Ribes echinellum

Common Names:
Florida Gooseberry, Miccosukee Gooseberry
(Coville) Rehd.
Growth Habit:
CPC Number:
Profile Contributors:
Cindy Campbell
Fully Sponsored

Reference Links

ITIS - Tropicos - USDA Plants - Fish & WildLife

Participating Institutions

The following Participating Institutions are custodians for this species in the CPC National Collection:
Cincinnati Zoo & Botanical Garden
Bok Tower Gardens

The conservation of Ribes echinellum is fully sponsored.
Cindy Campbell contributed to this Plant Profile.


Ribes echinellum is a spiny shrub averaging 3.5 feet in height and can form small thickets. The leaves are alternate, 3-lobed and measure 1 to 2 centimeters long. The flowers are pale green and small hanging from long stalks and usually solitary with 5 small petals and 5 sepals. The fruits are spiny and measure up to 22 millimeters in diameter. The plant sheds most of its leaves in the summer and new leaves emerge in the fall and winter. The plants reproduce from seeds and also asexually by the rooting of stem tips that make contact with the ground.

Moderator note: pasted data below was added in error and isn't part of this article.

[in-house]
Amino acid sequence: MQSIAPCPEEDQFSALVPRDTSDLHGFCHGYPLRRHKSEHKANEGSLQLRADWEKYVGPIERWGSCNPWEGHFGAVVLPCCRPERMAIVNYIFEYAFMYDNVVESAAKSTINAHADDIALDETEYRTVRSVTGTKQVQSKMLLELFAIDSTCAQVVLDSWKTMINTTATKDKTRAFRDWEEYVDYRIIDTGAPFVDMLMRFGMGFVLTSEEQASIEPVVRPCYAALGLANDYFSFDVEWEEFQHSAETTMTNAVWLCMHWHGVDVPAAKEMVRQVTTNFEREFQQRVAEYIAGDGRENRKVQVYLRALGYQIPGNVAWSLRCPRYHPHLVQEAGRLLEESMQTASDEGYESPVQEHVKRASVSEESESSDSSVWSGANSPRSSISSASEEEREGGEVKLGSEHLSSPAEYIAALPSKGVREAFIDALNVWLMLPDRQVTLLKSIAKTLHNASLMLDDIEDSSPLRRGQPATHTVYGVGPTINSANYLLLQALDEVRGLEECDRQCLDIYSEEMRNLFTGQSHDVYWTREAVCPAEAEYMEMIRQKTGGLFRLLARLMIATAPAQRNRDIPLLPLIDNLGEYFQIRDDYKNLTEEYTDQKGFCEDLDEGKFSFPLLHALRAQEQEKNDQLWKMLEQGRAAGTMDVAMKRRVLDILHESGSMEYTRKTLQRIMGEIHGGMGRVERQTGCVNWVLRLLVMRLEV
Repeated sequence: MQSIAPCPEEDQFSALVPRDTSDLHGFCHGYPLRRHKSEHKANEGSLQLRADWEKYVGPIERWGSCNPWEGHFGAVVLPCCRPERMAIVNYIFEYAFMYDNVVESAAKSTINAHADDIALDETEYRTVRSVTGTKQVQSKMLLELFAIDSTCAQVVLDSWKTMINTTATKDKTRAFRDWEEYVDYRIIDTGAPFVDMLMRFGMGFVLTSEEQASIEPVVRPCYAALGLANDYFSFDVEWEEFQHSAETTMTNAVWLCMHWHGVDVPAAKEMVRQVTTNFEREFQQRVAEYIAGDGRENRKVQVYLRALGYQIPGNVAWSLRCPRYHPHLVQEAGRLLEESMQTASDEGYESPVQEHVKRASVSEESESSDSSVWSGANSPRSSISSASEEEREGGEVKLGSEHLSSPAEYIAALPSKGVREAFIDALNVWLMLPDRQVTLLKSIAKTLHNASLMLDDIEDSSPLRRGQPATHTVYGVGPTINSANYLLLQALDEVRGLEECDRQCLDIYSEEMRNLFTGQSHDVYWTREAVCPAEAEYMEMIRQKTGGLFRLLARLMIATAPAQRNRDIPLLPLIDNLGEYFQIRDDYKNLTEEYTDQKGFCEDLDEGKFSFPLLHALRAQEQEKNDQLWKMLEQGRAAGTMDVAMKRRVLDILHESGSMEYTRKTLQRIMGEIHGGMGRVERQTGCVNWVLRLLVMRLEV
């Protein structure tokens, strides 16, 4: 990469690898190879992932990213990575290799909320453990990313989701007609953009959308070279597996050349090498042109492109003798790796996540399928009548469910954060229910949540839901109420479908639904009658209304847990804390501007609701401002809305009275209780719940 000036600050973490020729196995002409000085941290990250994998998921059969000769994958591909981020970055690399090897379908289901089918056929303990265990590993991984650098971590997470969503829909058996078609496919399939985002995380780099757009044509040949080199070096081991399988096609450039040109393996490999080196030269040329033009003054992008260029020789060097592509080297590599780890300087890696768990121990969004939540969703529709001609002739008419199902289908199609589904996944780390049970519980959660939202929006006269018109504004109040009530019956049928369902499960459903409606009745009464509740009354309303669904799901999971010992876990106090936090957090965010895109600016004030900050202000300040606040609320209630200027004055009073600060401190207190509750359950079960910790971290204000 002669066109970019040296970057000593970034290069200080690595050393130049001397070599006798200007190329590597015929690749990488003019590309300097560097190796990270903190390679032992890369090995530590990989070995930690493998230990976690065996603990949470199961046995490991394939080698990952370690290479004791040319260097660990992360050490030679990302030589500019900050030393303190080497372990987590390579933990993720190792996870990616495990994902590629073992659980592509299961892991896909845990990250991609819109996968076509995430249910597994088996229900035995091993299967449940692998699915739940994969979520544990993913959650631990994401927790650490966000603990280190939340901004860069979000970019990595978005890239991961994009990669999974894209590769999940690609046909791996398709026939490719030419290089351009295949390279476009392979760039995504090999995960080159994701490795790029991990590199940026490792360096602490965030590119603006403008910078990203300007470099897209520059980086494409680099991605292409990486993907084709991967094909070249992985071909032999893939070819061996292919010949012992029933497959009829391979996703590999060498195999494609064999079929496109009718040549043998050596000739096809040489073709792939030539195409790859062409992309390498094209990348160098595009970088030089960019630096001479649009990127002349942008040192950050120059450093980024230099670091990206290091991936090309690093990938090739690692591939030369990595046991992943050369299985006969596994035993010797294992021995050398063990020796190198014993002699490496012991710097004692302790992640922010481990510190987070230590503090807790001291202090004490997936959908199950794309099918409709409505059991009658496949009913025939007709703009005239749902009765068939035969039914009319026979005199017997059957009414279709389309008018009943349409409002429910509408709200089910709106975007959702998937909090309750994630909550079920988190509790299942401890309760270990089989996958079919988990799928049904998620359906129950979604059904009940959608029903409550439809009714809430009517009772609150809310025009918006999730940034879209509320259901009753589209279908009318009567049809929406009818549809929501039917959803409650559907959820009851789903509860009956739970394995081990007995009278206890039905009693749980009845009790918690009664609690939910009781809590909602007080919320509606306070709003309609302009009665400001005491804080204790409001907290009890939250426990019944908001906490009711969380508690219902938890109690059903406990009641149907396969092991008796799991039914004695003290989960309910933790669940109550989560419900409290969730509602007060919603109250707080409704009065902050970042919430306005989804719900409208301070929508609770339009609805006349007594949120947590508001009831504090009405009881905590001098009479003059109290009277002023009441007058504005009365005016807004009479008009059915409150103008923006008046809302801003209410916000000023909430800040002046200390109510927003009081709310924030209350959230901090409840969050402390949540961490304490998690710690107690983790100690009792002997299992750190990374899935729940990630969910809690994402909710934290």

Although not in cultivation, fruits of Ribes were available in London markets (Gerarde 1597). Commonly referred to as currants, they were used as herbals (Meyer et al. 1999). Capt. John Smith made the first mention of Ribes in the New World when he noted R. oxyacanthoides in New England (Hedrick 1919). R. echinellum was first discovered in 1924 by F.W. Coville in Florida on land previously occupied by the Muskogean-speaking Chatot, who later merged with the Choctaws. Miccosukees inhabited the area after the Chatot moved west (Swanton 1946). The population here occurs on the shores of what is now called Lake Miccosukee. Coville first used the name Grossularia echinella . Grossularia is a corruption of French words of Latin origin which referred to an unripe fig. The present nomenclature was iniated in 1926 by Rehder (NatureServe 2008). Most of this genus produce edible fruits but R. echinellum is so rare, it has not been utilized in this manner.

Distribution & Occurrence


Conservation, Ecology & Research